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Earthquakes in Grisons

An earthquake causing at least minor damage to buildings occurs in the Canton of Grisons on average every 30 to 40 years. The main areas of heightened activity are Lower Engadine, the Val Müstair and central Grisons. By comparison, western Grisons experiences fairly low levels of seismic activity.

The strongest known earthquake in Grisons happened in 1295 in the Churwalden area (intensity VIII). If a similar earthquake were to happen today, it would cause around CHF 12 billion worth of damage across the canton. The most recent damaging quake occurred near Vaz in 1991, causing minor damage to buildings.

 

The region stretches from the Val Mesolcina and Vorderrhein (Anterior Rhine) valley in the west to the upper Vinschgau valley in the east, and from the Valtellina in the south to Bad Ragaz and Samnaun in the north. It therefore encompasses adjacent parts of Ticino to the south-west, of Glarus and St. Gallen to the north-west and of Italy and Austria to the south and east.

Seismic activity in Grisons

Over the past 40 years, 55 earthquakes with a magnitude of 3 or greater have occurred in Grisons and its immediate surroundings. All were felt by local residents. Eleven attained a magnitude of more than 4 and were felt over a wider area. The strongest earthquake in this period took place on 20 November 1991 in the region of Vaz. In the epicentral area around Vaz/Obervaz and Muldain, it caused cracks in the facades of several buildings. The main quake was followed by over 80 aftershocks, lasting until the spring of 1992.

Magnitude Number
ML ≥ 2.0 646
ML ≥ 2.5 182
ML ≥ 3.0 55
ML ≥ 4.0 11
Table: Magnitude frequency in and around Grisons between 1975 and 2014. ML is the local magnitude on the Richter scale.

All earthquakes of magnitude 3 and above, and some between 2.5 and 3, were felt by local residents.

Date Magnitude Location
17.07.1976 4.2 Filisur
31.07.1983 4.3 Val Venosta (I)
31.08.1983 4.0 S-Charl
08.06.1984 4.2 S-Charl
16.05.1990 4.0 Piz Tasna
20.11.1991 5.0 Vaz
29.12.1999 4.9 Bormio (I)
31.12.1999 4.4 Bormio (I)
06.04.2000 4.3 Bormio (I)
01.10.2001 4.3 Bormio (I)
21.01.2008 4.0 Paspels

Although the first seismographs in Switzerland began operating in the early 20th century, a uniform national seismic monitoring network has only existed since 1975. This has been continually expanded and adapted in line with the latest technological developments. As a result, its sensitivity has increased and its location accuracy has improved over time. The epicentres of instrumentally recorded earthquakes in and around Grisons between 1975 and 2014 differ significantly in their distribution (see epicentre map 1975 - 2014).

Historical records are the only information we have about earthquakes in times past. The strength of these quakes can be reconstructed based on the documented damage and quantified in the form of intensities. Although in principle it is possible to estimate a magnitude based on the observed intensities, this would be subject to considerable uncertainty.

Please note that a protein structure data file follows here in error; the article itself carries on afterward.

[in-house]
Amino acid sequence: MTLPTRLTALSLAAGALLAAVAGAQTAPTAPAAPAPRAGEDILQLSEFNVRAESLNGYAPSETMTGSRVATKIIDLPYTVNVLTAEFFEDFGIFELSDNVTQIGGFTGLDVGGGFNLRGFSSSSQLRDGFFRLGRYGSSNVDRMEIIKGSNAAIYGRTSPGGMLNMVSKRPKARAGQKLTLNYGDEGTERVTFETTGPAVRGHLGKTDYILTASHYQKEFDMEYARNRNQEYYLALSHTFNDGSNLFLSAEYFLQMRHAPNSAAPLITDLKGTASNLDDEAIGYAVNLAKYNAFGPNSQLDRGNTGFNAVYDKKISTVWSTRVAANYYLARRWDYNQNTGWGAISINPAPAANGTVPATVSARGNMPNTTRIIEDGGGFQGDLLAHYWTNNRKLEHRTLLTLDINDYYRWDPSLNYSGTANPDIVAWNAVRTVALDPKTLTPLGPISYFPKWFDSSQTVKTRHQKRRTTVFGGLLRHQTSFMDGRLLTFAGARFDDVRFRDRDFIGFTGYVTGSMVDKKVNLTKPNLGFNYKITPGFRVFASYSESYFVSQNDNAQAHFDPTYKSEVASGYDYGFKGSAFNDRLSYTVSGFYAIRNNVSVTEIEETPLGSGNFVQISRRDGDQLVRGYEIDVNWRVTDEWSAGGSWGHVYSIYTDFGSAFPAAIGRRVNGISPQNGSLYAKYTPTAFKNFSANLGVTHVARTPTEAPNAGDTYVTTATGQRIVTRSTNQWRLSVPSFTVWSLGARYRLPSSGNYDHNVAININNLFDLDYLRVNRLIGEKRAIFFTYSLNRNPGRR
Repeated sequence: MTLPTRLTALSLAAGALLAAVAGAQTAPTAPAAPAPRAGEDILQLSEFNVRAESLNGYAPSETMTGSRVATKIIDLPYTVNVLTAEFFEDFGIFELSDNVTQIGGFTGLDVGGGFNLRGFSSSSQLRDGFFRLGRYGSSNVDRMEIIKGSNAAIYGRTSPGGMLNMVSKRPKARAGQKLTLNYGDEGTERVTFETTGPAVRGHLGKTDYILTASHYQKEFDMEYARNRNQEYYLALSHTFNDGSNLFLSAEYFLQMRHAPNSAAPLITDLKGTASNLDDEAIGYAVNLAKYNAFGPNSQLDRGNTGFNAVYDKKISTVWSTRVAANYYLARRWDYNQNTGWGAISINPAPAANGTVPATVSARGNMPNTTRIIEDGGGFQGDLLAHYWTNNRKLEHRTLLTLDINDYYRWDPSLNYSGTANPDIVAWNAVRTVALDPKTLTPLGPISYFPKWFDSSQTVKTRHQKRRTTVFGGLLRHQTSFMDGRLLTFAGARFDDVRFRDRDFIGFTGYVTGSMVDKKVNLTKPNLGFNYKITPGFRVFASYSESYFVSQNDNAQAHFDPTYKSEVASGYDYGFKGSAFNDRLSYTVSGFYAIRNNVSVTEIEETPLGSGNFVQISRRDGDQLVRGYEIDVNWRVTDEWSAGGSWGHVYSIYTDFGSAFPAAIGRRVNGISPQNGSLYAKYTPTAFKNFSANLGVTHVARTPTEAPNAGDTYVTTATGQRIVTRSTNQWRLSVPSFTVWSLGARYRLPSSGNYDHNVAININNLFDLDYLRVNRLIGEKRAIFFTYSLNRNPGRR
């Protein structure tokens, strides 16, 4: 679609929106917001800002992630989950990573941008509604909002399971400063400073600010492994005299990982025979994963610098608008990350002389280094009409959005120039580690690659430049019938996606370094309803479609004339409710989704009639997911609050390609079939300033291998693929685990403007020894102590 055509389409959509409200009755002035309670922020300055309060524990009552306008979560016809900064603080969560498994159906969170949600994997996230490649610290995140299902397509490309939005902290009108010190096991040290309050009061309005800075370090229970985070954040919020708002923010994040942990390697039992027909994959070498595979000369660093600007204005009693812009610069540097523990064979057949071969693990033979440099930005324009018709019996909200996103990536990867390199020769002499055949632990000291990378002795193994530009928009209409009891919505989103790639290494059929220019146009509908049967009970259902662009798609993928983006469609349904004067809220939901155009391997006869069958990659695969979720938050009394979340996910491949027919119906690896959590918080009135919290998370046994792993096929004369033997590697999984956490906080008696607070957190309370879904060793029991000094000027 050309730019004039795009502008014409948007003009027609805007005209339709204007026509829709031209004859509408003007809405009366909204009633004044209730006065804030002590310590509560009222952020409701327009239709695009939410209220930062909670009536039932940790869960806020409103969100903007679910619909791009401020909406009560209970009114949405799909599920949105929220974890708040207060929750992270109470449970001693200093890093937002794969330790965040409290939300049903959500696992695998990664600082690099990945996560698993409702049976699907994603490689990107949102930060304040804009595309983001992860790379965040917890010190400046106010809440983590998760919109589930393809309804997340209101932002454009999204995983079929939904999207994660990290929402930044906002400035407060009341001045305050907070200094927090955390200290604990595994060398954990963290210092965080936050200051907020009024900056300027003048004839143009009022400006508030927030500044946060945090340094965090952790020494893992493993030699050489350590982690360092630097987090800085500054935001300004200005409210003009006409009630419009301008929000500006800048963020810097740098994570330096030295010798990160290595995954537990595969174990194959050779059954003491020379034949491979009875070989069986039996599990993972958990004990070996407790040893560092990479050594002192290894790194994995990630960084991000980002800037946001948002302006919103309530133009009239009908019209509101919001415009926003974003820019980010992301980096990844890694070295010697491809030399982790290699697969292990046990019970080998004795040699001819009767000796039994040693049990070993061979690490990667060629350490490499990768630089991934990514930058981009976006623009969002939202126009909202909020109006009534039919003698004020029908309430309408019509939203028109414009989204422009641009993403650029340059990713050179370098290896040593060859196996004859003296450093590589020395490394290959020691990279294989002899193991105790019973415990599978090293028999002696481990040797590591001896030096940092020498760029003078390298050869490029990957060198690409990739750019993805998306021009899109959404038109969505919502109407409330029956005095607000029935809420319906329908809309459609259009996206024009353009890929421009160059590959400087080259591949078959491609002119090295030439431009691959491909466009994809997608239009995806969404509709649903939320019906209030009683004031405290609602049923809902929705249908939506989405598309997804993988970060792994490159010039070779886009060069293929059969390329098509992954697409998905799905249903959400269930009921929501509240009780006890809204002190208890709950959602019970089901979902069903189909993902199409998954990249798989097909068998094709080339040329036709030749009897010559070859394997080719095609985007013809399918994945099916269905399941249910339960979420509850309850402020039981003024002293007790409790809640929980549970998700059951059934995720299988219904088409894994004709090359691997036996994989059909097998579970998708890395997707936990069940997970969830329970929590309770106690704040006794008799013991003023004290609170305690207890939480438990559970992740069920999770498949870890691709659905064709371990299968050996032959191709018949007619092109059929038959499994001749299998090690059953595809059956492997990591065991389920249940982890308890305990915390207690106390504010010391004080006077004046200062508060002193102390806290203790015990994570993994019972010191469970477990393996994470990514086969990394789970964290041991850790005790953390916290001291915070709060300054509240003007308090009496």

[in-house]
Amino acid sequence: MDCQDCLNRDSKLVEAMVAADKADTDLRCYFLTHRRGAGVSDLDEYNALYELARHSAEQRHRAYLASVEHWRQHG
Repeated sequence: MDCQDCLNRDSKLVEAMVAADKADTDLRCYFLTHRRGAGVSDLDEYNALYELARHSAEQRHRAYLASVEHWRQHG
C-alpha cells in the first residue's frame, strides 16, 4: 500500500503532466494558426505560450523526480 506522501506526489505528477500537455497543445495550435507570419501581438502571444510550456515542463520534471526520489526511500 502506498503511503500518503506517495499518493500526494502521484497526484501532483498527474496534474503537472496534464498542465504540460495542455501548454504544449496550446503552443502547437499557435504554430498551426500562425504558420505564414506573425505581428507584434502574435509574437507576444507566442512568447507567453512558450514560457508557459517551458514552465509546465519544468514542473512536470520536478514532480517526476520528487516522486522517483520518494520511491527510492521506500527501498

In Grisons and surrounding areas, seven earthquakes with intensities between VI and VIII are known to have occurred since the end of the 13th century. All of these quakes caused minor to severe damage to buildings and in some cases injuries and fatalities. Nine earthquakes with intensities of at least VIII are known to have occurred in Switzerland from historical records. One of these happened in Grisons, namely the 1295 earthquake in Churwalden; this is the oldest historically recorded earthquake in Switzerland. While each individual historical information source for this event is only partly reliable on its own, taken together they paint a coherent picture of the location and date of the quake and of its effects. Thus, recorded damage to churches, monasteries and castles in the epicentral area can be attributed to this earthquake, but we can also conclude from a number of information sources that its impact extended to southern Germany, Austria and Italy. If the Churwalden earthquake were to occur today with the same strength, it would cause estimated building damage of around CHF 5 billion and total damage of around CHF 12 billion within Grisons.

List of known earthquakes with intensity = VI in and around Grisons

Date Intensity Location
03.09.1295 VIII Churwalden
03.08.1622 VII Ftan
27.08.1857 VI Tarasp
25.12.1905 VII Domat Ems
26.12.1905 VI Tamins
09.12.1917 VI Silvaplana
20.11.1991 VI Vaz

In the list of historically known damaging earthquakes in Grisons, it is striking that only two events are recorded between the late 13th and mid-19th centuries, while five such events have occurred in the last 160 or so years. This uneven distribution reflects the patchiness of data from earlier centuries. It is therefore difficult, on the basis of historically known earthquakes alone, to draw statistically reliable conclusions about the incidence of damaging earthquakes in Grisons. Nevertheless, if we assume that the last 200 or so years are more or less representative, an earthquake causing at least minor damage to buildings can be expected to occur in Grisons every 30 to 40 years. An earthquake causing major damage (intensity VIII) – such as can be expected in the Valais once every 100 years on average – has only occurred once in Grisons in the past 700 years.